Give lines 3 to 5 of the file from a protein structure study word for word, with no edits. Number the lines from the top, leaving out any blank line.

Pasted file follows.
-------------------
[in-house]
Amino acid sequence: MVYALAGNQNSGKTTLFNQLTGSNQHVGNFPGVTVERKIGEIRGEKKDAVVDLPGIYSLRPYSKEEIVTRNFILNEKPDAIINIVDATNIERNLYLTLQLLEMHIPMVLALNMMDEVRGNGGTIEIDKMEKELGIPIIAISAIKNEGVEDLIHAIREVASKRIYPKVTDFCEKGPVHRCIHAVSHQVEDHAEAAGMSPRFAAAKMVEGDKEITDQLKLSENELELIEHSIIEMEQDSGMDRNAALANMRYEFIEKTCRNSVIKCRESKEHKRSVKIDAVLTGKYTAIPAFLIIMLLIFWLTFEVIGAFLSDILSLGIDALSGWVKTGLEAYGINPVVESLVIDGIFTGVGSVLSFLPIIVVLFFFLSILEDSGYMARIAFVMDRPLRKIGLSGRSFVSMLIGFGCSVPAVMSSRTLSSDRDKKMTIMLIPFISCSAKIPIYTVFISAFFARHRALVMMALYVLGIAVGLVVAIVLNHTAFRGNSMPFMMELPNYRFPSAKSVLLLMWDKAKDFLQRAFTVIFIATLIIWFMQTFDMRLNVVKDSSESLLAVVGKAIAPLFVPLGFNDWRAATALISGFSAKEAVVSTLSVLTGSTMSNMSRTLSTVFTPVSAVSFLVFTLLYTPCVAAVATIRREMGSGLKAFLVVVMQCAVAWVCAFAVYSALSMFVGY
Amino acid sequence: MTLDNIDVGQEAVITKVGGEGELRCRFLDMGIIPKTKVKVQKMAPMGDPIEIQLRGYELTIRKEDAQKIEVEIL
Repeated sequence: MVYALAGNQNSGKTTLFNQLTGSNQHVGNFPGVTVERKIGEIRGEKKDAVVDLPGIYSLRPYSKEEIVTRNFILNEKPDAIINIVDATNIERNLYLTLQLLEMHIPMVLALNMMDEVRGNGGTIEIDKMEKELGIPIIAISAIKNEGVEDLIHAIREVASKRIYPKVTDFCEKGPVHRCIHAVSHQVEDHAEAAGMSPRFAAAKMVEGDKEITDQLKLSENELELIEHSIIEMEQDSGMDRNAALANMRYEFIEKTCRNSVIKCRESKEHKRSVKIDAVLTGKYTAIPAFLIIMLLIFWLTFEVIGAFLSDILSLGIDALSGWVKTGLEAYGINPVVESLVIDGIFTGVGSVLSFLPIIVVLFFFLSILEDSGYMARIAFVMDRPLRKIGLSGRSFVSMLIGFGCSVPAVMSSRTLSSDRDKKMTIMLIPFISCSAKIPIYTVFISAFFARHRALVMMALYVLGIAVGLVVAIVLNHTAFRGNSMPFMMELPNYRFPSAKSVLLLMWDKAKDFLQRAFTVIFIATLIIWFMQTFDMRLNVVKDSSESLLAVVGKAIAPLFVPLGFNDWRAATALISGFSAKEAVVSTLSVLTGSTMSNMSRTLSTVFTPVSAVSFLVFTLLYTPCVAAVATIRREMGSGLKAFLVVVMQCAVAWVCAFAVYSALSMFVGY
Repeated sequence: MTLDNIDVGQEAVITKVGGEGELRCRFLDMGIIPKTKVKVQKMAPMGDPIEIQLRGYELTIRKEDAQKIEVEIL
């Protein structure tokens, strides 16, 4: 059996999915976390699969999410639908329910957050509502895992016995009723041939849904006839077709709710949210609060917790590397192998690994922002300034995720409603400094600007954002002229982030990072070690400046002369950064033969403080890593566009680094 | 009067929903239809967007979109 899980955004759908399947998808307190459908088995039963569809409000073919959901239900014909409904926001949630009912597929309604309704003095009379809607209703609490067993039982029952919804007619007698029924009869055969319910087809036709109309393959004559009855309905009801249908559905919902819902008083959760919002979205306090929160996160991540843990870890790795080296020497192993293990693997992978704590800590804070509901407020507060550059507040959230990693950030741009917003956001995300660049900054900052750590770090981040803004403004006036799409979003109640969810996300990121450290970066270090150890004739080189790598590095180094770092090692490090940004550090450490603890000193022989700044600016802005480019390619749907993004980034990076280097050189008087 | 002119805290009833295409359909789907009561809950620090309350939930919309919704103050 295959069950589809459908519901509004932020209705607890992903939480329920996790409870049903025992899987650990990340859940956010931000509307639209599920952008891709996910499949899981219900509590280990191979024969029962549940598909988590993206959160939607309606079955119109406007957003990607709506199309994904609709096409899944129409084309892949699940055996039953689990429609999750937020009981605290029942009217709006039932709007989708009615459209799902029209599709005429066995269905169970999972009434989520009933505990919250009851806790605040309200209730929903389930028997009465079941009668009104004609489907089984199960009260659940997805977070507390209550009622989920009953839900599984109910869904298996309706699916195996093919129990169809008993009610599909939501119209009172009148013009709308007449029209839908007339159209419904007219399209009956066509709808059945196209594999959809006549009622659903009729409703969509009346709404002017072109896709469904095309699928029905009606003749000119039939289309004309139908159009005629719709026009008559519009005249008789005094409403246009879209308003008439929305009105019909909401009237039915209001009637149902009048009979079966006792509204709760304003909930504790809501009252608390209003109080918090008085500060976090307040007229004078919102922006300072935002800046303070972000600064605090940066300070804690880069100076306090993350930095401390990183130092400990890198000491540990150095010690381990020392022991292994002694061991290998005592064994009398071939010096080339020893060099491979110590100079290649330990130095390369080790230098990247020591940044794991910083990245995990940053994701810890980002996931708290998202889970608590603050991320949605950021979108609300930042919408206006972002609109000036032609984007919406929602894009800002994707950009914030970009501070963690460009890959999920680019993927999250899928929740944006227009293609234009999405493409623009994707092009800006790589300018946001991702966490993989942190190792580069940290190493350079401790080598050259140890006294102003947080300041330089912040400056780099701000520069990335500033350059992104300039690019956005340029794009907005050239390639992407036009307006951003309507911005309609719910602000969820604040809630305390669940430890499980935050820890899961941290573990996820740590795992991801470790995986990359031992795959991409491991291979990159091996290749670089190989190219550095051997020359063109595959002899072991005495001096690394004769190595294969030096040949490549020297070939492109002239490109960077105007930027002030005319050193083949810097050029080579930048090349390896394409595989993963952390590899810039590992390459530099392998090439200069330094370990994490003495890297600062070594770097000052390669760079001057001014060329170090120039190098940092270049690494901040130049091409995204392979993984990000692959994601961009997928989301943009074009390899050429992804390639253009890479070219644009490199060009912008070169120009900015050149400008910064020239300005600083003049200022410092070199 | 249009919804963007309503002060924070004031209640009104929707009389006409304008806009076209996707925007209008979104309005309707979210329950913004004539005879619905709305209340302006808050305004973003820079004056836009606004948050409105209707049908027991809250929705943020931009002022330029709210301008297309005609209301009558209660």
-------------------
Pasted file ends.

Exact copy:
Amino acid sequence: MTLDNIDVGQEAVITKVGGEGELRCRFLDMGIIPKTKVKVQKMAPMGDPIEIQLRGYELTIRKEDAQKIEVEIL
Repeated sequence: MVYALAGNQNSGKTTLFNQLTGSNQHVGNFPGVTVERKIGEIRGEKKDAVVDLPGIYSLRPYSKEEIVTRNFILNEKPDAIINIVDATNIERNLYLTLQLLEMHIPMVLALNMMDEVRGNGGTIEIDKMEKELGIPIIAISAIKNEGVEDLIHAIREVASKRIYPKVTDFCEKGPVHRCIHAVSHQVEDHAEAAGMSPRFAAAKMVEGDKEITDQLKLSENELELIEHSIIEMEQDSGMDRNAALANMRYEFIEKTCRNSVIKCRESKEHKRSVKIDAVLTGKYTAIPAFLIIMLLIFWLTFEVIGAFLSDILSLGIDALSGWVKTGLEAYGINPVVESLVIDGIFTGVGSVLSFLPIIVVLFFFLSILEDSGYMARIAFVMDRPLRKIGLSGRSFVSMLIGFGCSVPAVMSSRTLSSDRDKKMTIMLIPFISCSAKIPIYTVFISAFFARHRALVMMALYVLGIAVGLVVAIVLNHTAFRGNSMPFMMELPNYRFPSAKSVLLLMWDKAKDFLQRAFTVIFIATLIIWFMQTFDMRLNVVKDSSESLLAVVGKAIAPLFVPLGFNDWRAATALISGFSAKEAVVSTLSVLTGSTMSNMSRTLSTVFTPVSAVSFLVFTLLYTPCVAAVATIRREMGSGLKAFLVVVMQCAVAWVCAFAVYSALSMFVGY
Repeated sequence: MTLDNIDVGQEAVITKVGGEGELRCRFLDMGIIPKTKVKVQKMAPMGDPIEIQLRGYELTIRKEDAQKIEVEIL